The Bangalore Rock Bands

Thermal and a Quarter’s fan page declares that they aren’t a rock band, not an Indian band, but a Bangalore band. There is an essential sensibility that the city dwellers share within, which has seen the growth of the underground scene since the 80s. This might be anything from screeching vocals and the thundering beats belted out enthusiastically to the reciprocating-in-equal-measure crowd in a metal friendly city, or rock fests organised in several pubs. Bangalore enjoys a large influx of great musicians from the north east states with out of the 100 or so bands from Shillong and Guwahati, 60 or so happen to be based in Bangalore. Then you have bands like Swarathma and Raghu Dixit Project that capture the political angst, and the drive behind what fuels the independent movement.

Been There Done That – Someplace Else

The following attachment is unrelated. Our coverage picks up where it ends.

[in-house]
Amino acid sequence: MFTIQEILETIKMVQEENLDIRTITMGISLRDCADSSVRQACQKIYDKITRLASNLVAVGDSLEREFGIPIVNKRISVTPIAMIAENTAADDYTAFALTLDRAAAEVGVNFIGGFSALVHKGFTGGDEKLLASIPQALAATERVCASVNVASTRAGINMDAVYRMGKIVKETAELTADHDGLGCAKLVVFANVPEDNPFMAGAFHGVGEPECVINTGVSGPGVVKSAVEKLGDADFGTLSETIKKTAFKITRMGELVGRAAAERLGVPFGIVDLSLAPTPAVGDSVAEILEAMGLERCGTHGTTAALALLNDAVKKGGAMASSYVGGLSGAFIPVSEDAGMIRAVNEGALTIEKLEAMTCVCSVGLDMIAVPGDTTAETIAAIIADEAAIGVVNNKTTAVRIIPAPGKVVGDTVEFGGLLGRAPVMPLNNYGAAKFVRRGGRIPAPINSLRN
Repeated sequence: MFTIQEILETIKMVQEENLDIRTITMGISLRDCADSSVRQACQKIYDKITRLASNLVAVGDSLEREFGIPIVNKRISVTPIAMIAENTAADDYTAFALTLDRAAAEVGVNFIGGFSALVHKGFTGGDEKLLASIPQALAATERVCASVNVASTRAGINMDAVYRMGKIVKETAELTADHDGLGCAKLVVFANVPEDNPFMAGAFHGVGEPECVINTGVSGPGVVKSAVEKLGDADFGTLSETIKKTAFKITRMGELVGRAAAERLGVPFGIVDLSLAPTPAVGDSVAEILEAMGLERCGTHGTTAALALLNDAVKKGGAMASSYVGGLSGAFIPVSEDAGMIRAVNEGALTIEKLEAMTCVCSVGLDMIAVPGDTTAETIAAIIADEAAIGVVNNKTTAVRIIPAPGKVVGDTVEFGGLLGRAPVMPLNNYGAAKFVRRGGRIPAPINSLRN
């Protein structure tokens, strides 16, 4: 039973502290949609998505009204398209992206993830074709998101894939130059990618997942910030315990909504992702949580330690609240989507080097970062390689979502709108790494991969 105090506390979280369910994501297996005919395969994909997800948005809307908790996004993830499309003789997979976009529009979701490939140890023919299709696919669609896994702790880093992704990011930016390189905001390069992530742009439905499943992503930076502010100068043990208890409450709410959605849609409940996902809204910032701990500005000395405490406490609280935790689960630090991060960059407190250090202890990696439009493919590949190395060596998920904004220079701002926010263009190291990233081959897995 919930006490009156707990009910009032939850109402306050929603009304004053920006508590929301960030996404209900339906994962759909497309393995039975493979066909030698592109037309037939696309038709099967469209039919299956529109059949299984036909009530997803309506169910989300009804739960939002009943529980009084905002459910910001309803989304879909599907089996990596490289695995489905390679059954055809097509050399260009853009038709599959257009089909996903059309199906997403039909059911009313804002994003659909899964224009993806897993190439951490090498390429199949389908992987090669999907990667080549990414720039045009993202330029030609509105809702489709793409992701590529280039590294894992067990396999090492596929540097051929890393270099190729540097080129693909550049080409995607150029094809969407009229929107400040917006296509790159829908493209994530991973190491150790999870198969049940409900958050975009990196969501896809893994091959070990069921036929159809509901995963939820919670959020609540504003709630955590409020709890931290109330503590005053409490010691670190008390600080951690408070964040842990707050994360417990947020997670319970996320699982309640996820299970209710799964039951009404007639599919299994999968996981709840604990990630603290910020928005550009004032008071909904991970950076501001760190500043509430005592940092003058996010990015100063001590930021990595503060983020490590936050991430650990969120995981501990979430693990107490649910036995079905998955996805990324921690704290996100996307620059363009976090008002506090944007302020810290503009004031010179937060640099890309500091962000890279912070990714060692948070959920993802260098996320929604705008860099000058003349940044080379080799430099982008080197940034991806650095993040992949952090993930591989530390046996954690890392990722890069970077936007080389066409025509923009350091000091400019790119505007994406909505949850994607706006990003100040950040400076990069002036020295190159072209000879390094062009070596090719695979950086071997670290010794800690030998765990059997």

A city bursting at the seams with talent despite often being parched of opportunities. Once the locus of Western Rock and Jazz, Kolkata won’ let its musical legacy go that easily. Kolkata’s recent acquirement, but a few decades old, of Bangla rock finds resonance this side of the border, as it does in Bangladesh. Mohiner Ghoraguli, Chandrabindoo, The Supersonics, Cactus, Bhoomi, Fossils, Pink Noise, Ifs and Buts are but a few which perform all over the subcontinent and otherwise. These bands are often multi-lingual, count everything from Baul and Bhatiali influences to French jazz as their musical inheritance. The city that has enthusiasm and space under its sky for all kinds of music and sensibilities, adopts and assimilates like no other place. So you have Bangla hiphop, rock (which some Bengalis might have you believe that they invented it) to trance, psychedelic, folk, EDM, you name it, there’s no scene like in Kolkata, someplace else. It is no mean feat that when Mumford and Sons came touring India, they decided to perform right here.